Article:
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Veterinary researcher to use $3 million-plus NIH grant to develop vaccines for several tick-borne diseases

Thursday, June 4, 2020

Roman Ganta

Roman Ganta, professor of diagnostic medicine and director of Kansas State University's Center of Excellence for Vector-Borne Diseases. | Download this photo.


MANHATTAN — Roman Ganta, director of the Center of Excellence for Vector-Borne Diseasesin the College of Veterinary Medicine at Kansas State University, has received a $3.125 million grant from the National Institutes of Health to continue his longtime work on tick-borne diseases.

This is the second major highly competitive NIH R01 grant secured by Ganta within a year. The research focus for this grant is to develop vaccines against several important tick-borne diseases that affect human and animal health.

Previously, Ganta has received several grants from the NIH under the R01 research grant program:
$2.7 million in 2019, $1.8 million in 2014, $1.8 million in 2007, and $1.7 million in 2002. Ganta also received NIH funding through P20, R13 and R56 grants.

The goals of Ganta's research with the previously funded grants are to study pathogenesis, host immune response and develop novel genetic tools to combat human monocytic ehrlichiosis, or HME, caused by the rickettsial bacterium, Ehrlichia chaffeensis. With new funding, Ganta will work to develop vaccines against HME and other important tick-borne diseases caused by several Ehrlichia and Anaplasma species pathogens.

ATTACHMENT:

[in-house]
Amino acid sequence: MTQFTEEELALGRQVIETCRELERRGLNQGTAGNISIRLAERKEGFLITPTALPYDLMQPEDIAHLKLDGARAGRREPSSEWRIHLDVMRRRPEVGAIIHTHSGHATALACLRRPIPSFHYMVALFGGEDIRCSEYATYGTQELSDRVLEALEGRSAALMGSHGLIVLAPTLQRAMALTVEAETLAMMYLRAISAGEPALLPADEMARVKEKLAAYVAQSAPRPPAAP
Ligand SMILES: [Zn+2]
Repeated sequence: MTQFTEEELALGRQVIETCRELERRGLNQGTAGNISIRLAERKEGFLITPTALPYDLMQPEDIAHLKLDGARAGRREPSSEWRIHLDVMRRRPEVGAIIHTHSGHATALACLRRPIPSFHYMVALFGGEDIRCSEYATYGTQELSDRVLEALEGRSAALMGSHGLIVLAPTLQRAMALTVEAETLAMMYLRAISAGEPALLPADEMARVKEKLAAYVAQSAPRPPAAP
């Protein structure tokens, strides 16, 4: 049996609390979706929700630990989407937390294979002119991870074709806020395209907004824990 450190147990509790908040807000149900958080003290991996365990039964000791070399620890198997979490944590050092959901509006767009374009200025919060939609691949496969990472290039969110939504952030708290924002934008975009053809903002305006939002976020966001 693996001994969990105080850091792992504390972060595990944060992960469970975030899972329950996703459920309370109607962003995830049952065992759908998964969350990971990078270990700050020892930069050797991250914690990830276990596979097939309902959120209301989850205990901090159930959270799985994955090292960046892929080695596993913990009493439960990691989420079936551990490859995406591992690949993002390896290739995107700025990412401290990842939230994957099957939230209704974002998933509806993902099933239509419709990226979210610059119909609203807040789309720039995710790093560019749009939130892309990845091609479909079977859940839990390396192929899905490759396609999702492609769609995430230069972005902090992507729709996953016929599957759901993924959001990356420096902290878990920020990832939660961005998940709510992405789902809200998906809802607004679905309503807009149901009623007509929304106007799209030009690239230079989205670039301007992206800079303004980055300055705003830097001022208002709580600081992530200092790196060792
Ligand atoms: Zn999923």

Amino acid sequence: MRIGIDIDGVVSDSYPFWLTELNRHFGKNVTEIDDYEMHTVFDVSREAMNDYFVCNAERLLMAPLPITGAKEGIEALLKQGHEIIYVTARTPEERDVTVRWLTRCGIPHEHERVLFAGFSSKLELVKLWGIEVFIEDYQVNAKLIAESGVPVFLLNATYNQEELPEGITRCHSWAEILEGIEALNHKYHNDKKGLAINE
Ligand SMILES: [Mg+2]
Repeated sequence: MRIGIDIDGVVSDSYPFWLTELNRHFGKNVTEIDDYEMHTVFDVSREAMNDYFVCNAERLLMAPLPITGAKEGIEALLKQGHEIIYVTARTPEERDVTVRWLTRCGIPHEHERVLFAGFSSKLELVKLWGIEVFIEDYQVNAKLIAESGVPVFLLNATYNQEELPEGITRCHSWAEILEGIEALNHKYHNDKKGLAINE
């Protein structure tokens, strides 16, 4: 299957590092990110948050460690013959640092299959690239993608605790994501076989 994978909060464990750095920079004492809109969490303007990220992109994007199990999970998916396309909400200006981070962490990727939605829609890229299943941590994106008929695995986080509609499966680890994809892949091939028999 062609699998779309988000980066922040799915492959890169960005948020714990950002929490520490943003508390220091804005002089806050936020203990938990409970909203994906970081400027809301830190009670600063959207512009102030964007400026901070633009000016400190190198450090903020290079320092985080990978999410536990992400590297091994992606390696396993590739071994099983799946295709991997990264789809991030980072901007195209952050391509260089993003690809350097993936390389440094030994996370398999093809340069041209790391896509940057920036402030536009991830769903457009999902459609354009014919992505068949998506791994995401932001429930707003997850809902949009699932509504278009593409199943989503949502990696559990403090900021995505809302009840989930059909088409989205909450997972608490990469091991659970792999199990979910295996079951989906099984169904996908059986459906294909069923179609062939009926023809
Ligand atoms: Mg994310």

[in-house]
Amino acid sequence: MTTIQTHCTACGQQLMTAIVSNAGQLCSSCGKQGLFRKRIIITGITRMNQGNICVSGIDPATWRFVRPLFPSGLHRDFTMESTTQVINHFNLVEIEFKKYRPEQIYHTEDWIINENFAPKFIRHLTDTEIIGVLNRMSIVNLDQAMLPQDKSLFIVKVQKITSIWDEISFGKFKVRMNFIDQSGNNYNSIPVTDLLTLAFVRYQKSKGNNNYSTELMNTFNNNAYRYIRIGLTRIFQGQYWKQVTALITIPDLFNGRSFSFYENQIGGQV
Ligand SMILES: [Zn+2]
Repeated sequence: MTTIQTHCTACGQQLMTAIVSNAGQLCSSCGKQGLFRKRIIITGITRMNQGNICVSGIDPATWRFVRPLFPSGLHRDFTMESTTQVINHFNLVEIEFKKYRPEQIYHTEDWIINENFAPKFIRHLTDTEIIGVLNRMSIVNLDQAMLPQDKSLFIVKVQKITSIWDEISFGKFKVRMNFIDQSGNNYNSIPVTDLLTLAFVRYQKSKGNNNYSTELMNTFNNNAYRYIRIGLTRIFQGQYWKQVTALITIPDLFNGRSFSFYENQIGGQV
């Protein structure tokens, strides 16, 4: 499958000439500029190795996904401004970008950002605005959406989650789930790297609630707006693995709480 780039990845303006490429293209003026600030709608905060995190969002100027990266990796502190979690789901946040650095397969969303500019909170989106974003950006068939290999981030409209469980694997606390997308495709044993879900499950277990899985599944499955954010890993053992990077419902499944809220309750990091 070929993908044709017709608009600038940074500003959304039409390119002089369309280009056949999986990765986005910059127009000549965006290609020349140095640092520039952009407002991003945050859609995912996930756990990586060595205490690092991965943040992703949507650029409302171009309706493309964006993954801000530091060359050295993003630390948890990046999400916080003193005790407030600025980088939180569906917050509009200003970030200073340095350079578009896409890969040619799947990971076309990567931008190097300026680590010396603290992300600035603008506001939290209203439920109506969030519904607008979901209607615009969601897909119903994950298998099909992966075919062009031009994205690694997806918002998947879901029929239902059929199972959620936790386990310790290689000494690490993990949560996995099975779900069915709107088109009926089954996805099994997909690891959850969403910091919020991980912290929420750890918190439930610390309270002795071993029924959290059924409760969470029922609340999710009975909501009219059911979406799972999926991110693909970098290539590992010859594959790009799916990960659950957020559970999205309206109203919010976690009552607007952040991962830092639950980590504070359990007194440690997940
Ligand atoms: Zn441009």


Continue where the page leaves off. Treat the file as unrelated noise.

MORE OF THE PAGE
"Tick-borne diseases have been continuously emerging in the U.S. and many parts of the world for over four decades and remain a threat to the health of people, dogs and farm animals," said Ganta, a professor of diagnostic medicine and pathobiology.

Ganta's research at K-State since 1998 remains at the forefront in tackling various tick-borne diseases with a primary focus on pathogenesis, surveillance, diagnosis and disease prevention with funding received from federal, foundation and industry sources. He credits the successful progress that he and his research team have made over the last two decades in securing a second NIH R01 grant even while the other grant is still active.

"Our prior NIH-funded studies have demonstrated the feasibility of developing live attenuated vaccines for the first time for Ehrlichia species pathogens," Ganta said. "Live attenuated vaccine development is feasible using our recently patented technology of targeted mutagenesis that is broadly applicable for several rickettsial diseases caused by Ehrlichia and Anaplasma species pathogens. This is the foundation for the new five-year NIH grant."

Ganta anticipates making substantial progress toward developing vaccines that will be suitable to combat various tick-borne diseases affecting the health of people, dogs and various vertebrate hosts.

Ganta has been continuously funded by the NIH to pursue research on HME since 2002 and the latest grant pushes that funding to 2025. Ongoing NIH-funded research supports investigations on how Ehrlichia chaffeensis regulates its gene expression in response to tick and vertebrate host environmental signals and how it develops strategies to evade host immunity for its persistent survival in vertebrate hosts and ticks.